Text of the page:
Родина-мать or Мать Родина (the Mother-Homeland), which towers above Мамаев Курган (the Mamayev Kurgan). The sculpture is 85 meters high and holds a 33 meter high sword. Supposedly, you can fit a car on the statue’s outstretched palm. It’s hard not to feel incredibly small when you are standing underneath the Mother-Homeland. Why was the statue built? If you want to find out, spend some studying what happened during the Battle of Stalingrad.
motherland calls monument in winter
The Motherland Calls monument in Volgograd (photo:

7. Pantheon of Glory
I’m from a city with Зал Воинской Славы (the Hall of Military Glory), also known as the Пантеон Славы (Pantheon of Glory). It’s a gigantic concrete building: 30 meters high and 40 meters in diameter. There’s an enormous Вечный Огонь (Eternal Flame) at the centre of the building. When I was a boy, I could walk to the Hall from my house. My friends and I loved to watch the guard of honour marshal in front of the building.

What do you think is on the walls? Thousands of names inscribed in gold letters honoring those who died during the Battle of Stalingrad. Sadly, not all of the names could fit. It would take at least 100 such buildings to honor everyone who died in Stalingrad during the war (and that’s just the Soviet casualties).

8. My Grandmother's Deed
I’m from a city that was defended by my grandmother. She was 19 during the Battle of Stalingrad. When I was little, I would play with her medals and she told me about the war. I always liked her story about crossing the Volga and watching the water burn.
ussr history in photos

9. Built From Scratch
I’m from a city that was built from scratch. After the 200-day battle, there were only a few buildings left that were still inhabitable. Churchill was quoted as saying:
“It would be good to leave the terrible ruins of this legendary city untouched and build a new modern city next to it.”
But the city was restored and the name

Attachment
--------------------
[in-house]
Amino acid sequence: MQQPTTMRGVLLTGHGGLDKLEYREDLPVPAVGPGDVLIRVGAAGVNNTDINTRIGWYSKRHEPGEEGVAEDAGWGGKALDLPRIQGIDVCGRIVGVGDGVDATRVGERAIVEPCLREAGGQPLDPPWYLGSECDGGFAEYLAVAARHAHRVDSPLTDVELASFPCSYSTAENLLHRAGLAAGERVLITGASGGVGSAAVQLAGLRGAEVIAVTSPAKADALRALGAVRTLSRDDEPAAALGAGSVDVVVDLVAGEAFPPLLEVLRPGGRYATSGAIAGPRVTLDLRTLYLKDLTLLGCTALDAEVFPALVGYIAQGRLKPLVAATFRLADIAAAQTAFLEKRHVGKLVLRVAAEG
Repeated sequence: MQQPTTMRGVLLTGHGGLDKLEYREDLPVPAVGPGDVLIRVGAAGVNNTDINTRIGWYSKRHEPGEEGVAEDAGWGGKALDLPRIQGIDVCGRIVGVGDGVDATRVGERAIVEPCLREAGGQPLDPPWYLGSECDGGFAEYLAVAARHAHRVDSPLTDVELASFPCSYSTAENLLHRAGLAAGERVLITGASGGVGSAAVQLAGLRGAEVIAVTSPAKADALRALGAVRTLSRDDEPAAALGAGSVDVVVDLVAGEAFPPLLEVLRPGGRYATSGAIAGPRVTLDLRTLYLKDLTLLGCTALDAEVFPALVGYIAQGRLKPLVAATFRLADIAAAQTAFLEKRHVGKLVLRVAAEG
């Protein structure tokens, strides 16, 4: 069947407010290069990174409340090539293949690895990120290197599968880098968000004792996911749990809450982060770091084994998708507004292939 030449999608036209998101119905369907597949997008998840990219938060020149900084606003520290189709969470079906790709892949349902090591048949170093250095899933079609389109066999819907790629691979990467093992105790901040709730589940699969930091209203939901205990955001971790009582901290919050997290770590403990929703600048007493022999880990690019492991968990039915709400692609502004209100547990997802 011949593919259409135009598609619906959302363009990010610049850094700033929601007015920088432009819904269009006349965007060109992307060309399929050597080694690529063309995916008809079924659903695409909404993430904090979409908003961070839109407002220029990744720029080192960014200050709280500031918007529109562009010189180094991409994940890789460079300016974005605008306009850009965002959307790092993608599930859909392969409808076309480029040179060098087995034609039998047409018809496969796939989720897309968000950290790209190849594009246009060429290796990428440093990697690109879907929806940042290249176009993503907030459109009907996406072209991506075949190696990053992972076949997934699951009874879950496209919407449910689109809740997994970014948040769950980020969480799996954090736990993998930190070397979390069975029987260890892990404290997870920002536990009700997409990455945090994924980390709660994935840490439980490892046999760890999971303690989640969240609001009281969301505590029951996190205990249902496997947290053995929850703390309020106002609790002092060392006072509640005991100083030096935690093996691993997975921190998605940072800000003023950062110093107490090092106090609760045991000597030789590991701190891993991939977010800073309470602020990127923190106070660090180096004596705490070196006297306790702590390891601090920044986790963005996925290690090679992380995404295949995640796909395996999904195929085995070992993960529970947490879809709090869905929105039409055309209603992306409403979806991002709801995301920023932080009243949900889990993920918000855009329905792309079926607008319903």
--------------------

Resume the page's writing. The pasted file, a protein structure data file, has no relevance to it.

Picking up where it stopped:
Улица Мира (Peace Street) given to the first street. The central square was named Площадь Павших Борцов (the Square of Fallen Fighters) and the avenue leading to the Volga was named Аллея Героев (the Avenue of Heroes). The city also has a lot of names like 8-ая Воздушная which honors the 8th Airborne Division. Another example would be 7-ая Гвардейская meaning the 7th Guards Division Street.

10. Must Be Visited A.S.A.P.
I’m from a city that needs to be visited as soon as possible. It’s a beautiful, well-planned city and was built as a memorial to the war. The city was very popular with photographers and many beautiful postcards were printed. But in recent years the architecture has been corrupted: now we have ugly shopping centers and horrible roads everywhere. There is still lots to see, but you need to hurry before it’s too late!

Do you know how to tell a story about your city? Or do you still feel stressed about saying anything in Russian? I can show you how to avoid stress when speaking Russian and how yo can make your Russian fluent and smooth. Just get in touch and let me know if you’d like to become an effective Russian language learner.

I know this didn’t turn out to be a very linguistic article. Instead of breaking down the phrase “Откуда Вы?”, I took you on a virtual tour of Volgograd. 

As you can see, my town is far from perfect, but for me, it’s the best place to be! This is the perfect place to finish writing the final (and most important) chapter in the Learning Russian Marathon: How not to speak Russian in 10 years" book.

That’s what I’m doing right now. And of course, I’ll be happy to share this book with you once it’s published.

>> Get the book from Amazon.

Best regards, Denis Ivanov
Co-Founder, Learning To Know